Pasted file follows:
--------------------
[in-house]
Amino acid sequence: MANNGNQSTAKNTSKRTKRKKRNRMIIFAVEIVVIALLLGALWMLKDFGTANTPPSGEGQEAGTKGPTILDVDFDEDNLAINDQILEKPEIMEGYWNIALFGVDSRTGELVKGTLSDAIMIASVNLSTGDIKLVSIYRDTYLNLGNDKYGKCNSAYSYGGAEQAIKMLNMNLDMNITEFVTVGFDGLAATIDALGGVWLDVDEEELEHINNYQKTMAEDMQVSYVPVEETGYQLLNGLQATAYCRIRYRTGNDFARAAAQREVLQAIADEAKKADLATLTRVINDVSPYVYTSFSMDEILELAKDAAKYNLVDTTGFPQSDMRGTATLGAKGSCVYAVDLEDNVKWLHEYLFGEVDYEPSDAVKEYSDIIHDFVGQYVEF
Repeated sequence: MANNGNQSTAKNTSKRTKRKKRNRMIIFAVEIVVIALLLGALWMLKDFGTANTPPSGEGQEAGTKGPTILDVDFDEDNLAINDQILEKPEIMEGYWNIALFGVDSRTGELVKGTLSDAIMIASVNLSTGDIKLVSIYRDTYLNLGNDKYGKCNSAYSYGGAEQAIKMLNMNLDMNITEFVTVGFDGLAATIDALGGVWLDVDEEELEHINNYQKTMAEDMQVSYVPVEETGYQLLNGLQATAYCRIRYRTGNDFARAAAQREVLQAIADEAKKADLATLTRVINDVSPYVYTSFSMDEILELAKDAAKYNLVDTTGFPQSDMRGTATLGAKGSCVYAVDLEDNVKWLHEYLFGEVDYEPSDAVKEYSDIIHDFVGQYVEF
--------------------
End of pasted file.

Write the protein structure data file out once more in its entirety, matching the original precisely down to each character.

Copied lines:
[in-house]
Amino acid sequence: MANNGNQSTAKNTSKRTKRKKRNRMIIFAVEIVVIALLLGALWMLKDFGTANTPPSGEGQEAGTKGPTILDVDFDEDNLAINDQILEKPEIMEGYWNIALFGVDSRTGELVKGTLSDAIMIASVNLSTGDIKLVSIYRDTYLNLGNDKYGKCNSAYSYGGAEQAIKMLNMNLDMNITEFVTVGFDGLAATIDALGGVWLDVDEEELEHINNYQKTMAEDMQVSYVPVEETGYQLLNGLQATAYCRIRYRTGNDFARAAAQREVLQAIADEAKKADLATLTRVINDVSPYVYTSFSMDEILELAKDAAKYNLVDTTGFPQSDMRGTATLGAKGSCVYAVDLEDNVKWLHEYLFGEVDYEPSDAVKEYSDIIHDFVGQYVEF
Repeated sequence: MANNGNQSTAKNTSKRTKRKKRNRMIIFAVEIVVIALLLGALWMLKDFGTANTPPSGEGQEAGTKGPTILDVDFDEDNLAINDQILEKPEIMEGYWNIALFGVDSRTGELVKGTLSDAIMIASVNLSTGDIKLVSIYRDTYLNLGNDKYGKCNSAYSYGGAEQAIKMLNMNLDMNITEFVTVGFDGLAATIDALGGVWLDVDEEELEHINNYQKTMAEDMQVSYVPVEETGYQLLNGLQATAYCRIRYRTGNDFARAAAQREVLQAIADEAKKADLATLTRVINDVSPYVYTSFSMDEILELAKDAAKYNLVDTTGFPQSDMRGTATLGAKGSCVYAVDLEDNVKWLHEYLFGEVDYEPSDAVKEYSDIIHDFVGQYVEF